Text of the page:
Well, we’re far from perfect. We have good jobs and could be saving more but we have to live. An example of that was going to Scotland last summer for a couple of weeks, as we saved for a bathroom reno!
Interesting point our the entitlement talk; debt gorging – good term 🙂
Thank you for highlighting my article. Just for the record, this is a list of companies that had raised dividends for the week. As part of my monitoring process, I review dividend increases that happen on certain stocks that meet some criteria. This list is just one example of my way to create and monitor a population of companies for further research.
Thanks for the clarification and happy to list your article. I was fortunate to have a few stocks raise their dividends again this winter and I’ll highlight a few of those likely in a post next week. That helps future cash flow but also offset the O&G companies I own that cut dividends recently with the energy sector meltdown.
Yes, the Canadian Banks have been helpful as of lately.
cannew, I’m pretty much on the same page with your comments above, and especially about less government, less taxes and much more self reliance. Sadly it seems we’re headed in the opposite direction.
I saw a survey watching the local TV news several weeks ago, that I thought typified current thinking by too many. They asked about the size of the federal deficit and particularly the stimulus spending (investments as our government coins it) with 4 specific choices- from no we shouldn’t be running a deficit to whatever it takes. The overwhelming answer with 78% of respondents was the highest spending choice – “whatever it takes”- whatever that means??? Obviously many people treat debt very casually (partially a terrible consequence of these low rates), and believe governments can spend their way to prosperity for the country. Now my wife and I joke “whatever it takes” when we hear about about record household debt levels, many citizens clamouring for more spending (but usually don’t want to pay), and government jumping in with more money (that they don’t have) to save us and answer the call. How do you save when you have so much debt?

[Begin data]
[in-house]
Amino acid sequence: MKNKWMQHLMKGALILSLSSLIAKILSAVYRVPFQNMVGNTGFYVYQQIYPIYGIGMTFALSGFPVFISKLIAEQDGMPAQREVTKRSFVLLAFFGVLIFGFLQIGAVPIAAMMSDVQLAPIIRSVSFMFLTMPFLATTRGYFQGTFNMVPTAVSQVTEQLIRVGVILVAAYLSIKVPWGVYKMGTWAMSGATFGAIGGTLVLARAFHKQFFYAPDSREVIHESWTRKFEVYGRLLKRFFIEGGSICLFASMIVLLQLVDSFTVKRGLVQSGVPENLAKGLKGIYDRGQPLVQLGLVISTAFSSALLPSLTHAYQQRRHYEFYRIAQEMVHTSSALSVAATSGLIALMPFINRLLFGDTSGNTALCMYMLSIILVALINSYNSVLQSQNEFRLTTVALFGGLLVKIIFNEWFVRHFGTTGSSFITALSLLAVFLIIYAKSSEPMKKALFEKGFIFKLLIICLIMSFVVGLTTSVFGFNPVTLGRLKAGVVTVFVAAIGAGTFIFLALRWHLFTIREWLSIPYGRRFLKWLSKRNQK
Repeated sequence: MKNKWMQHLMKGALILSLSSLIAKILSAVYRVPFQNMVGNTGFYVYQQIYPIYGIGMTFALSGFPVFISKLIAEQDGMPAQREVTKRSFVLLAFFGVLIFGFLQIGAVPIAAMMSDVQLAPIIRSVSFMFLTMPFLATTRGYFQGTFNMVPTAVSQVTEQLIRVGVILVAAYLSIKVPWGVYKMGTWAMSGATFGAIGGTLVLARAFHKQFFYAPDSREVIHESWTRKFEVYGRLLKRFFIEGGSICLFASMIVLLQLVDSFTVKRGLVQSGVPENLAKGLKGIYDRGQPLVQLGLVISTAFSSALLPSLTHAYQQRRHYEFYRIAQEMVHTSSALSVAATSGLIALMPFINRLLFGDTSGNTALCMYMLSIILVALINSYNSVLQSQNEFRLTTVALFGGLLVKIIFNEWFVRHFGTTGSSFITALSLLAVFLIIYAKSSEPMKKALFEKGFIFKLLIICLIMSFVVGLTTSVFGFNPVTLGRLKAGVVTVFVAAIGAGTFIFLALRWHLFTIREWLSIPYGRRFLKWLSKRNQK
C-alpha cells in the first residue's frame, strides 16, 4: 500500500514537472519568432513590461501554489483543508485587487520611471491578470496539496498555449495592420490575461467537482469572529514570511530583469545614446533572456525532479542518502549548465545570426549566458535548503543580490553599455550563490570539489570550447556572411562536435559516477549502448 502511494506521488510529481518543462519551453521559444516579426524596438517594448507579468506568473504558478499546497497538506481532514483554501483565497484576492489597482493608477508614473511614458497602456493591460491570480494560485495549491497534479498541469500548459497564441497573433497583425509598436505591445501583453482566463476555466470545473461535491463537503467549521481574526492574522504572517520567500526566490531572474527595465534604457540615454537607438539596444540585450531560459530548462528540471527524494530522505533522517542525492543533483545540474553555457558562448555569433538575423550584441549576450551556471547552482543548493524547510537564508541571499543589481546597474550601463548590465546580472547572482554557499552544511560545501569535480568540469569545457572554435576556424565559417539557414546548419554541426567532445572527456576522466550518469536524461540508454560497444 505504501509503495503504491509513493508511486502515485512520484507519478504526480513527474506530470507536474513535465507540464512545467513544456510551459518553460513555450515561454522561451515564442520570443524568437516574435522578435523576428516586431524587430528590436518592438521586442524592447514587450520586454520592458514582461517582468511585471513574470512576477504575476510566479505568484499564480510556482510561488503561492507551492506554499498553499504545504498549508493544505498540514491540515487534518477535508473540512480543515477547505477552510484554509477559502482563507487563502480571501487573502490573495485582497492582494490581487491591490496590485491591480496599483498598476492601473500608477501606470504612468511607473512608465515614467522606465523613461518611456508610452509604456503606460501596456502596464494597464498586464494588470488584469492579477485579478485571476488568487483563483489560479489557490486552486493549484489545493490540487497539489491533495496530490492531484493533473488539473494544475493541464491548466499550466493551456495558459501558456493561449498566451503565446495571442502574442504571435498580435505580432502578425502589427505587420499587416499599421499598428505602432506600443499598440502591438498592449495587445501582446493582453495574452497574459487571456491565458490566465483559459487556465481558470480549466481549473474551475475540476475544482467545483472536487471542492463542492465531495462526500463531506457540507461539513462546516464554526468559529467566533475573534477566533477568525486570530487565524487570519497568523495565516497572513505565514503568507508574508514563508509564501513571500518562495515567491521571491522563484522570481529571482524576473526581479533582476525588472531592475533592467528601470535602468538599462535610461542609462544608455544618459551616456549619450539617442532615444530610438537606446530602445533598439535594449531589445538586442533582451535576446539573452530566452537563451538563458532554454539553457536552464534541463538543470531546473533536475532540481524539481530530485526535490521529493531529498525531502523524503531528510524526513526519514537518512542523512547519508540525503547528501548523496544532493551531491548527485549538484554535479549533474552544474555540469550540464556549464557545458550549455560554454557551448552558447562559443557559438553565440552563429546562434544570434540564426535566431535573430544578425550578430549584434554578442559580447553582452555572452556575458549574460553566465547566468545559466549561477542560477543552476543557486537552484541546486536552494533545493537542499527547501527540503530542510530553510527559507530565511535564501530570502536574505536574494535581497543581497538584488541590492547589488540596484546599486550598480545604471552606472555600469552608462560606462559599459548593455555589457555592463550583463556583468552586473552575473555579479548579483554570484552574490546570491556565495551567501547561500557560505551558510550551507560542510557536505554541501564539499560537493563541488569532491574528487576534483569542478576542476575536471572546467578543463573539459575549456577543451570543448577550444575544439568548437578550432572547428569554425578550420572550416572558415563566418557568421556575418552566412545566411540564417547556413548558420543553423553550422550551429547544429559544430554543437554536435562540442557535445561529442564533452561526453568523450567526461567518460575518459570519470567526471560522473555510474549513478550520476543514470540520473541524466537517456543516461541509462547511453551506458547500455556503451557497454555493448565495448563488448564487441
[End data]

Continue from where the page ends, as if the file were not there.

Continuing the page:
Maybe I’m wrong but it seems to me too many people are and have been concerned with how to spend vs. how to save. This site unfortunately will not reach these people.
I don’t believe Canada has an official poverty level but I think a poverty level for a single retired person is lower than you suggest by about 10K- maybe $25K. 35K or less for 2 people. My wife and I can and do spend slightly above this when we’re not traveling and we’re far from destitute.
Mark, please don’t put me in that category of Boomers you spoke about. It’s disappointing to think too many of my generation have made poor financial choices when there was decent employment/savings opportunity and their own parents were generally very fiscally prudent.
RBull, I certainly do not put you in that category.
I work with a few Boomers who have used the words “entitled” and “deserved” when it comes to their pensions, and the organization “taking care of them”. I find that very troubling and I pretty much bite my tongue (blood trickling out of the side of my mouth) every time I hear that. The organization does not owe you anything. You are fortunate to have a job, you should be working hard to keep it and you should be saving on your own. The fact that some Boomers with a career of 30+ years admit to “no savings”, they prioritize new cars over their TFSAs and RRSPs, they focus on the trip to Punta Cana over any mortgage prepayments – and yet complain they don’t make enough money is annoying.